Are you ready for some sobering statistics from the legal front? You just might be surprised by how many legal disputes occur in a given year.
- With a population of about 310 million people, the United States has 1,128,729 lawyers, or about one for every 275 residents.
- More than 15 million civil cases are filed each year.
- The plaintiff wins 55% of all tort trials in the United States.
- Lawsuits result in the transfer of over $30 billion dollars per year.
We often hear stories about lawsuits involving millions of dollars – sometimes even hundreds of millions. We also hear about frivolous lawsuits, and there seems to be more than a fair share of those.
It’s important to understand that lawsuits can one day come knocking at your door. This is especially true if you have – or plan to have – a substantial number of assets. Lawsuits are mostly about gaining control of your assets. How can you protect your assets from lawsuits and other legal disputes?
1. Incorporate Your Business
If you have a business you are almost always better off incorporating it. That turns your business into a distinct legal entity – a legal “person” if you will – and provides a measure of protection by separating your personal assets from business assets. Though a party can bring a legal action against your corporation, your personal assets will be protected.
This isn’t always as foolproof as it sounds on the surface, but it does offer some level of protection. At worst, if your business is sued into oblivion, you would have an opportunity to start a new business under a new name.
2. Have Plenty Of Insurance
There are many different insurance policies to cover virtually anything you can imagine. But if you have a business, or a large amount of money personally, you should have insurance that will cover areas of your life or company that might be likely to encounter a lawsuit.
At a minimum, you should have general liability insurance if you have a business. This coverage is generally not very expensive, and you should have as much of it as you can afford.
On the personal front, make sure that you are adequately covered where necessary. For example, many people try to lower the cost of their auto insurance by cutting their coverage down to the lowest limits allowable in their state. But if you have substantial assets, you should increase the amount of coverage that you have to offer greater protection in the event of a large lawsuit.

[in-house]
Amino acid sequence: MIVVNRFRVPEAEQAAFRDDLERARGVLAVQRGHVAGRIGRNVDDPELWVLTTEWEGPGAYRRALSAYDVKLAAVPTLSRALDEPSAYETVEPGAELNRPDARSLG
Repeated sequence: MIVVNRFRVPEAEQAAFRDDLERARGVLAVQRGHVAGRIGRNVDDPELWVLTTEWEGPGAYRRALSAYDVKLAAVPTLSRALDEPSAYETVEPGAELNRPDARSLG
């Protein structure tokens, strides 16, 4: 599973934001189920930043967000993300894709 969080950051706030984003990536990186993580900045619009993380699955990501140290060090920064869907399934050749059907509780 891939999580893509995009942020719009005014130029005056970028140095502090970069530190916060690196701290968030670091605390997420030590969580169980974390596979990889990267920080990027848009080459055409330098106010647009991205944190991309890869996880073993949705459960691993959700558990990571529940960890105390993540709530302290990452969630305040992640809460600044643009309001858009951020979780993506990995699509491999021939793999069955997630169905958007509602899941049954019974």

3. Create Trusts
Trusts are one of very best ways to protect your assets. There are many different types of trusts, subject to various laws, so we’ll keep this discussion basic and brief.
Trusts can be either living or testamentary. A living trust, also referred to as inter vivos, is set up while you are still alive, whereas a testamentary trust is created upon your death and funded through your estate or life insurance proceeds.
In the case of a living trust, it can be either revocable or irrevocable. If the trust is revocable, you can amend it, or even cancel it if you need to. This kind of trust allows you to have control over the trust assets even as they are protected from creditors. Once you die, the assets are transferred as declared in the trust, and this usually happens without being subject to probate as non-trust assets often are.
Trusts are legal creations, and that means that you will need an attorney to create one that will meet your needs.
4. Protect Money In Retirement Accounts!
Most people think of retirement accounts as dedicated vehicles to provide for retirement. That is what they’re set up to be, but they can also be a form of what we might call “soft trusts.” The courts have generally exempted retirement accounts – IRAs, 401(k)s and other types of accounts – from claims by creditors. In addition, they are generally excluded from bankruptcy proceedings.
You may be very interested in maximizing your contributions this year (to ensure a more comfortable retirement), but while you are doing that remember that you’re also shielding your money from potential foes!
5. Don’t “Push The Envelope” Too Hard Or Too Often
The first line of defense against legal disputes comes from controlling your own behavior. Many people – especially business people and those who are very successful – make a business lifestyle out of pushing the envelope. A certain amount of that is necessary in order to be successful in just about any venture. But pushing it too many times – and pushing it too hard – can also invite lawsuits.
6. Consult A Lawyer On A Semi-Regular Basis
Speaking of pushing the envelope, you should have a lawyer who you can consult with to help you navigate your actions and business practices. If you’re going to launch a new venture or product, it would be best to consult with a competent attorney to consider the potential for legal action that may result. This will be your opportunity to assess the legal risk, and to decide either to make modifications or even to cancel the venture entirely.
This isn’t to say that you need to operate your business in a straitjacket. But you do need to protect yourself on the margins. As the saying goes, an ounce of prevention is worth a pound of cure.
Nowhere is that advice more valuable than when there is the potential for a legal dispute.
Do you give much attention to the possibility of facing a legal dispute? Have you ever been involved in one? Leave a comment!
Source: Politics USA America’s Growing and Lingering Obsession With Lawsuits.